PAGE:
There are a few people in the Web whose work I can't help but watch with significant interest, as I know they are among the more visible people, working in teams with lesser-known colleagues, focusing their effort on moving the Web forward. From DeWitt Clinton, Brett Slatkin, Brad Fitzpatrick, Chris Saad, Dave Winer and David Recordon, to people like Jason Shellen, Chris Wetherell, Kevin Marks, Leah Culver, Paul Buchheit, Bret Taylor and Chris Messina, to name two handfuls, I can believe that these folks are working on those projects that are shaping the way we communicate and take in information. Messina, in particular, has penned a few blog posts over the last month that have had us thinking quite a bit - and it is safe to say he is on a roll.
Chris, in November alone, has proposed a new microsyntax for Twitter, forecast the death of the URL, and talked about how "designing for the gut" takes advantage of how the new social Web pushes people to overcome phobias and connect with people.
A well known advocate for open source, and one of the voices behind OAuth, which we discussed on Thursday, Messina has a history of thinking beyond where we are today and proposing concrete ideas that can be acted upon immediately. Those hashtags you see everywhere on Twitter these days, in practically every tech event and many trending topics? Chris proposed the idea in August of 2007. So it makes sense that he might have given a ton of thought to more uses for microsyntax, as he describes in his proposals for Twitter, as he suggests new items, including "/by", "/via" and "/cc". These suggestions are very clear and concise, the work of someone who has done his homework.
Chris' thoughts on the reduced focus on the URL too are salient, as we become more used to navigating in our browsers with pre-determined buttons and workflows. For me, URLs are often simply one-time visits before they are thrown into my RSS reader for safe-keeping, or they become bookmarks for later clicking. But the act of typing in a URL character by character seems antiquated. As he says, that's a gut feeling, and not one backed by much science on my part.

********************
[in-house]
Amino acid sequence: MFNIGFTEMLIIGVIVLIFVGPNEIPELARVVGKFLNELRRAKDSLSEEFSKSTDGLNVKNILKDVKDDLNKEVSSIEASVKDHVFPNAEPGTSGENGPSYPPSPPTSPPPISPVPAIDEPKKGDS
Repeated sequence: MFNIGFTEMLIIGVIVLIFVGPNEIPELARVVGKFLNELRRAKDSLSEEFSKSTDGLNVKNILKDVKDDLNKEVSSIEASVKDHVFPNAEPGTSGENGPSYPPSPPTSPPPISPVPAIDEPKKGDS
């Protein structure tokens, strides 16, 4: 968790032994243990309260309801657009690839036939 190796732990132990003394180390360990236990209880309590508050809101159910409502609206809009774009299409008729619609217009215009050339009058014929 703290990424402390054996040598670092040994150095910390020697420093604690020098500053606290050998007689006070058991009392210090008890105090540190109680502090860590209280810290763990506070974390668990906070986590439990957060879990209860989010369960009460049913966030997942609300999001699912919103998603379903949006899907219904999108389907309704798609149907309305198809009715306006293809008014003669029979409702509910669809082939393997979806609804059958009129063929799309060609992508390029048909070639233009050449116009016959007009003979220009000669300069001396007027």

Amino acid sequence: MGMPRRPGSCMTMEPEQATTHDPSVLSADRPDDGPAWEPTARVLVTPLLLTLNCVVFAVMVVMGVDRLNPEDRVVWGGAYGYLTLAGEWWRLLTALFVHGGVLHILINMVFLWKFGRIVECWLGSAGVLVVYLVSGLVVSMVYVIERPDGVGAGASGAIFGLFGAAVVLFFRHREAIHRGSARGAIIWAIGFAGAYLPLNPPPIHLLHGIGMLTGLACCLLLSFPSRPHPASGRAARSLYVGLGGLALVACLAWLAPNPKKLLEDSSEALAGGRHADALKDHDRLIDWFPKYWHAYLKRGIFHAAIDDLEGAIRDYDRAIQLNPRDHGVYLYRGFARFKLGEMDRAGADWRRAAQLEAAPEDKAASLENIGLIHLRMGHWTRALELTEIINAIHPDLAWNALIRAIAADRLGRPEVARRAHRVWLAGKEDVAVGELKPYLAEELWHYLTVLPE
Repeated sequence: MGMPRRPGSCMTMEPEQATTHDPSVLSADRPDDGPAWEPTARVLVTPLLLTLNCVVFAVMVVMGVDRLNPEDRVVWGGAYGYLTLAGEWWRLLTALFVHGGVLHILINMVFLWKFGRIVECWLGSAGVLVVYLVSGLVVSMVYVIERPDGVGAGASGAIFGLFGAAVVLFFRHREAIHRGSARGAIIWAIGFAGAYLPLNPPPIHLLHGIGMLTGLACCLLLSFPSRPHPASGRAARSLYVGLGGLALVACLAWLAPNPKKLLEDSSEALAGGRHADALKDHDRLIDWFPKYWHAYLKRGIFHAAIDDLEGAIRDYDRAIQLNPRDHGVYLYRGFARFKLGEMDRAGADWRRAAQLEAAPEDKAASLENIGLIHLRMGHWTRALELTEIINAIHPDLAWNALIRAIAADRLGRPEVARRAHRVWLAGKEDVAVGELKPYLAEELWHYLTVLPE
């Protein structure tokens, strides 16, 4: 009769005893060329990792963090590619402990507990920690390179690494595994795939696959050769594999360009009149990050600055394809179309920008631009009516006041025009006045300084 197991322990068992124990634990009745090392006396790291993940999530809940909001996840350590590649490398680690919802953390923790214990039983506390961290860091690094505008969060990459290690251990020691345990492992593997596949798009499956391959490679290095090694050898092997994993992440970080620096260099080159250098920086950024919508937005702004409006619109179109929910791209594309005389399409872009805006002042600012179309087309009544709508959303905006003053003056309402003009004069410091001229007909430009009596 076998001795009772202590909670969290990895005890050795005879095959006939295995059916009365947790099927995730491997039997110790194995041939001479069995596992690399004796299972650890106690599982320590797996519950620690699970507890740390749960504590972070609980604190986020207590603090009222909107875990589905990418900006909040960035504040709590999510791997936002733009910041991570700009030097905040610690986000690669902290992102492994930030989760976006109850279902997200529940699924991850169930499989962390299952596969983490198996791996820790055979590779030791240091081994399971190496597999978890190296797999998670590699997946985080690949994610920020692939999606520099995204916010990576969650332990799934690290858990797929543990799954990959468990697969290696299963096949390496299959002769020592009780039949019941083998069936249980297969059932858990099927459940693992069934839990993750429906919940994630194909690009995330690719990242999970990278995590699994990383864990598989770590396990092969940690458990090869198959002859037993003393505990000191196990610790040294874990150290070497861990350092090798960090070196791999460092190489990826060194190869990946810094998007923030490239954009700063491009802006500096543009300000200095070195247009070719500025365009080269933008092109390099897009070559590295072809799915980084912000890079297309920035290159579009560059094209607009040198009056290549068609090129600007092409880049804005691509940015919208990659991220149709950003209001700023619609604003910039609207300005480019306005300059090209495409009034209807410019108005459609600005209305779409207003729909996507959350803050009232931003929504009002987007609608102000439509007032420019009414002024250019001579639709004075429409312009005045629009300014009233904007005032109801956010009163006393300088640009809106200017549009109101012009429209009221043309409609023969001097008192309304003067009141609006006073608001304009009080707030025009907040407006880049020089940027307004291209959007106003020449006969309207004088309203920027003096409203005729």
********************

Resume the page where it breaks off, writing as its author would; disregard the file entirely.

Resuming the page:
As I see it, the social Web changes the entire process of content discovery. Instead of portals, we are relying on mortals. Our trusted friends and experts bring us the best content from around the Web to us directly, via Facebook, Twitter, FriendFeed, and even that old tool... e-mail. We are trusting human filters to select the best from our RSS repositories and hand it off downstream. We pick a handful of trusted favorites, and make them the equivalent of our Yahoo!, or even Google.
Chris' post on the death of URLs paints a not so pretty picture of how, if left uncontrolled, a few powerful companies could help funnel the majority of users to predetermined sites, hand selected by them - much like the fears we once had about dominant portals. This could be done as we graduate from the traditional browser and link model to something else, where Web-connected applications pass us the requested data. He says, "We all know that the internet has won as the transport medium for all data — but the universal interface for interacting with the web? — well, that battle is just now getting underway."
One thing about the Web is that it is ever evolving. The places we choose to communicate are changing. The information we think provides value is changing. Our requirements for how quickly we need the data are changing. Chris and the many folks I mentioned in the first paragraph are among the first line of defense we have, trying to set standards and promote change for a world that feels right from both the gut and from the mind. You can find Chris' writing over at http://factoryjoe.com/blog/ or on Twitter at @chrismessina. While I assume many of you read him religiously, it's time the rest of you did as well.
As I've discussed many times, finding the right news from your news streams and social streams is an increasingly difficult challenge - ...
It has been years since I wore a watch regularly. Considering I’m rarely more than an arm’s length away from any smart device, I’d weaned...
For most people, new ideas and perspectives make us uncomfortable. It’s easier and less taxing to surround ourselves with people who agree w...